Samsung UE78JS9500 SUHD TV Review

Vincent Teoh

After reviewing Sony’s 75-inch X94C LED television and Epson’s LS10000 laser projector, we’re continuing the super-sized display theme with the Samsung UE78JS9500 that’s sitting in our test room today. At 78 inches, amazingly this TV isn’t even the largest model within the South Korean manufacturer’s flagship JS9500 SUHD series – that honour belongs to the 88in UE88JS9500.

Samsung UE78JS9500

As with most top-end LED LCDs these days, the Samsung 78JS9500 employs direct LED backlighting with full-array local dimming (FALD) – note that this 78-incher has more dimmable zones than its 65-inch sibling. Other features include 3840×2160 UHD (ultra high-definition) resolution, NanoCrystal (quantum dot) colours, HDR (high dynamic range) support, and the company’s Tizen-based Smart TV platform.

Styling-wise, the UE78JS9500 is a sculpture of beauty. Wearing a tastefully curved design, a silver bezel which chamfers inwards, and a clean back afforded by the breakout One Connect box, this magnificent beast of a TV will look right at home even in the most opulent of environments.

Out-of-the-box picture was decent, but proper calibration (we used a profiled Klein K10-A meter, a DVDO AVLab test pattern generator and CalMAN Ultimate software) brought the best out of the Samsung JS9500. The well-implemented 10-point white balance controls and colour management system (CMS) allowed us to obtain D65 greyscale, 2.4 gamma and Rec.709 colours on the set, which means that the image on screen will come very close to the director’s creative intent.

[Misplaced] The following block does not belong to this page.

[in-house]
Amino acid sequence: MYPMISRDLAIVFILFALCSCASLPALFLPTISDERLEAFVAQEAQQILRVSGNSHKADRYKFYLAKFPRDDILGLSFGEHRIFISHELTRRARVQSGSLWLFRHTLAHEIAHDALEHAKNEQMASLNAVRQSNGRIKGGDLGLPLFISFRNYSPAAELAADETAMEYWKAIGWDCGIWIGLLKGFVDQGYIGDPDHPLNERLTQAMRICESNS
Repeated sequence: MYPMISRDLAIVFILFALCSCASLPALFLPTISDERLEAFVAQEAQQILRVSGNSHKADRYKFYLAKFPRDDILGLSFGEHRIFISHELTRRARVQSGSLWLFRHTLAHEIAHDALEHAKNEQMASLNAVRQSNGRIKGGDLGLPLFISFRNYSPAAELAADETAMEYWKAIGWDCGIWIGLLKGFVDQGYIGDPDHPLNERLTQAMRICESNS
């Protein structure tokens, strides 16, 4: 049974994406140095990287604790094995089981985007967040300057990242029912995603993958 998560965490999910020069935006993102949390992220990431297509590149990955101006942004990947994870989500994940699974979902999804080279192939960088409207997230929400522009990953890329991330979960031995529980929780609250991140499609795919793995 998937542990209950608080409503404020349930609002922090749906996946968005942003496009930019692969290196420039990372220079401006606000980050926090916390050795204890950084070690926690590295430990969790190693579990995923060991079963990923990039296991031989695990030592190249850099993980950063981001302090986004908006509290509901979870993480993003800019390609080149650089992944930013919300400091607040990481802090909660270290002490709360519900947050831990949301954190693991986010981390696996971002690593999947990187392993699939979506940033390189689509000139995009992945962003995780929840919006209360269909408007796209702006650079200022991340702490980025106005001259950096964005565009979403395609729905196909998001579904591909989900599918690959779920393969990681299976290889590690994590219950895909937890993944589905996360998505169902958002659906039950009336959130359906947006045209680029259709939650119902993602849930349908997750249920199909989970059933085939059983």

Pre-calibration RGB Tracking
Pre-calibration Delta errors
Pre-calibration RGB tracking and delta errors (dEs)
Post-calibration RGB Tracking
Post-calibration Delta errors
Post-calibration RGB tracking and dEs in [Movie] mode


Pre-calibrated Gamma tracking in [Movie] mode Post-calibrated Gamma tracking in [Movie] mode
Pre-calibration gamma tracking (2.19)Post-calibration gamma tracking (2.38)


Post-calibration Colour saturation tracking in [Movie] mode
Post-calibration colour saturation tracking
Post-calibration colour errors in [Movie] mode
Post-calibration colour errors (<3 not appreciable to the eye)
Post-calibration colour checker
Post-calibration Colour Checker Classic test
Post-calibration colour checker errors
Post-calibration Colour Checker Classic errors (<3 not appreciable to the eye)

Benchmark Test Results

Dead pixelsNone
Backlight uniformityImproved after engaging [Smart LED]
Overscanning on HDMIDefeatable with [Fit to screen] “On
Blacker than blackPassed
Calibrated black level (black screen)LEDs shut off
Calibrated black level (4×4 ANSI)0.057 cd/m2